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Eragon

Platform(s): GameCube, PC, PlayStation 2, Xbox
Genre: Action/Adventure
Publisher: Vivendi
Developer: Stormfront Studios

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NDS Review - 'Eragon'

by Katarani on Jan. 22, 2007 @ 12:58 a.m. PST

Eragon is an epic fantasy-adventure which centers on a young farm boy named Eragon whose destiny is revealed with the help of a dragon. Based on the upcoming movie, Eragon, now a Dragon Rider, is swept into a world of magic and power, discovering that he alone has the power to save -- or destroy -- an Empire.

Genre: Action/RPG
Publisher: Sierra
Developer: Amaze Entertainment
Release Date: November 14, 2006

Licensing is an imperfect art of paraphrasing and reworking. As much as fans of the original source material – be it book, movie, or game – may complain, certain sacrifices need to be made in order for the new product to be even remotely palatable. For instance, could anyone envision playing a game that was as wordy as the original J.R.R. Tolkien Lord of the Rings trilogy? Even the movie wasn't a word-for-word reenactment. Such a thing in the motion picture or video game industry would put millions of people to sleep, in addition to selling horribly.

Likewise, novelizations of popular movie and game franchises (the Resident Evil book series comes immediately to mind) need to add character development and new plot hooks in order to keep people interested, as reading about an explosion is only exciting when it happens once every five chapters, as opposed to once every five words. You might be wondering what this has to do with a video game review, and that answer is simple:

Eragon is not 100% faithful to the original book. Eragon for the Nintendo DS is not 100% faithful to the movie, like the console versions strive to be. Heck, the actual percentages may actually be closer to 60% on both. The NDS incarnation of Eragon is instead a video-game version of the tale, with its own set of rules and spin on the tale.

Granted, it couldn't be called Eragon if it didn't share some of the same points, especially in the back story. Eragon is a tale of the tyrannical Galbatorix, who in ages past eradicated all of the world's dragons and dragon riders in order to cement his rule over the people. However, a young farm boy by the name of Eragon comes across a strange blue stone in a field one day.

After bringing it back home and trying to sell it off for food, he discovers that the stone is in fact a dragon egg. Upon hatching, the baby dragon inside forms a special bond with Eragon, and he is gradually led to his destiny as the last dragon rider of the land. All in all, it's the perfect setup for a fantasy hack-and-slash, which is exactly what Eragon is, in fact. It takes a bit from Legend of Zelda, and a bit from Champions of Norrath, and combines them to moderate success.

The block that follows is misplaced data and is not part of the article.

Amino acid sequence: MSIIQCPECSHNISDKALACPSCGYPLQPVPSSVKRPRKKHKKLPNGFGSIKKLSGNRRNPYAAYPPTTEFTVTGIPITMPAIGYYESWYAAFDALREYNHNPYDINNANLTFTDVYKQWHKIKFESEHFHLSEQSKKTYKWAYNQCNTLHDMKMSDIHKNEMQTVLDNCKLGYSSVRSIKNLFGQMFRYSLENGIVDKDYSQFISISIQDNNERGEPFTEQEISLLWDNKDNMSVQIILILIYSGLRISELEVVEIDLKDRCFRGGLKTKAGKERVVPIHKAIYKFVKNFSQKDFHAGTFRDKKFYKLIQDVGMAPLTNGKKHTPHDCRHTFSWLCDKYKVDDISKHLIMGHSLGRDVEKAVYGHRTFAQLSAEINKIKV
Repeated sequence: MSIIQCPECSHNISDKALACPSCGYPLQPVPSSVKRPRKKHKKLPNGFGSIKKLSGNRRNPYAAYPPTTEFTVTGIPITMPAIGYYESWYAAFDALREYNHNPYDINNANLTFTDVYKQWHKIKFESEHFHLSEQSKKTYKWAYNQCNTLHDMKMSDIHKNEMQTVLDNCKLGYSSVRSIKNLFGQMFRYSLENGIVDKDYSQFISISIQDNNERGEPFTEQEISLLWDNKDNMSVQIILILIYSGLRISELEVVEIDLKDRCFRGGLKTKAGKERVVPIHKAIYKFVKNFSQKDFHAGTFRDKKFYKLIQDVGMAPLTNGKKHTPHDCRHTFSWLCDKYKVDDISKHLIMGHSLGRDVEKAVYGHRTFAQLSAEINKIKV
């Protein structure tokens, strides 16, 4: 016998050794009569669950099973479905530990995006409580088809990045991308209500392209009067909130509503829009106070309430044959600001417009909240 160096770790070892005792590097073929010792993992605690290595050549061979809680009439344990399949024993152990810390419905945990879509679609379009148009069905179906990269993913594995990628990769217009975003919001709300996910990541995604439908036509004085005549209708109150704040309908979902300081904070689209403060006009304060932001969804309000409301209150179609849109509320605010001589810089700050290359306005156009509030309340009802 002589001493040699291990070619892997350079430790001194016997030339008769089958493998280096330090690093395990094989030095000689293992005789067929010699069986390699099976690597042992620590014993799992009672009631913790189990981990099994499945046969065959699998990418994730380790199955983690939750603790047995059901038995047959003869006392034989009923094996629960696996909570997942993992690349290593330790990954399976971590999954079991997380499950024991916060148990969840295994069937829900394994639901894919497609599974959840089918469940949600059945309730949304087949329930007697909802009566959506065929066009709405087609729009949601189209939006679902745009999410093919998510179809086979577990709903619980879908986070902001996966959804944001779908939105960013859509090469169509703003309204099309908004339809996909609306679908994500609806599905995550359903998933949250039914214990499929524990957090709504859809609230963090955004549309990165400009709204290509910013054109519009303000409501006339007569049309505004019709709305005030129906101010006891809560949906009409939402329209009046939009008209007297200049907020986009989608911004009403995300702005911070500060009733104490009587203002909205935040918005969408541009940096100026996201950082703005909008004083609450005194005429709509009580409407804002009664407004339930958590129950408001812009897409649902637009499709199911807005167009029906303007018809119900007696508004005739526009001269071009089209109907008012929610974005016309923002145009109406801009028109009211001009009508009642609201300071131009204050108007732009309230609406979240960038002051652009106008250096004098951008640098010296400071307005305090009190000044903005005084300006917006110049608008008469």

Actually, to say that Eragon is identical to a Zelda game is a bit misleading because the combat system actually reminds one heavily of the Dynasty Warriors titles. There's a button for a weaker, faster attack, and one for a stronger, harder to combo attack, as well as buttons for special moves, jumping and defending. Your weapons – at first a dagger, then later a larger sword – level up as you defeat foes, allowing you more powerful special moves and longer combos.

There's also a button to lock on to an enemy Zelda-style, but amazingly, combat actually flows better without it being used, and in fact it's entirely possible to go through most fights without once incorporating it. It's nice to be able to strafe during boss fights, of course, but normal combat almost seems easier if you can just turn around and slash the guy stomping up behind you as opposed to switching your lock-on focus.

In addition to his slashing implement of the day, Eragon carries with him a bow and arrows with which to snipe distant enemies. Sadly, the bow has several problems associated with it. First and most notable is the use of the touch-screen. In Eragon, the touch-screen works kind of like a control panel, providing a button for bow usage and a button to call up the mini-map. It sounds good in theory, but in practice, it falls apart due to the spell-casting mechanic.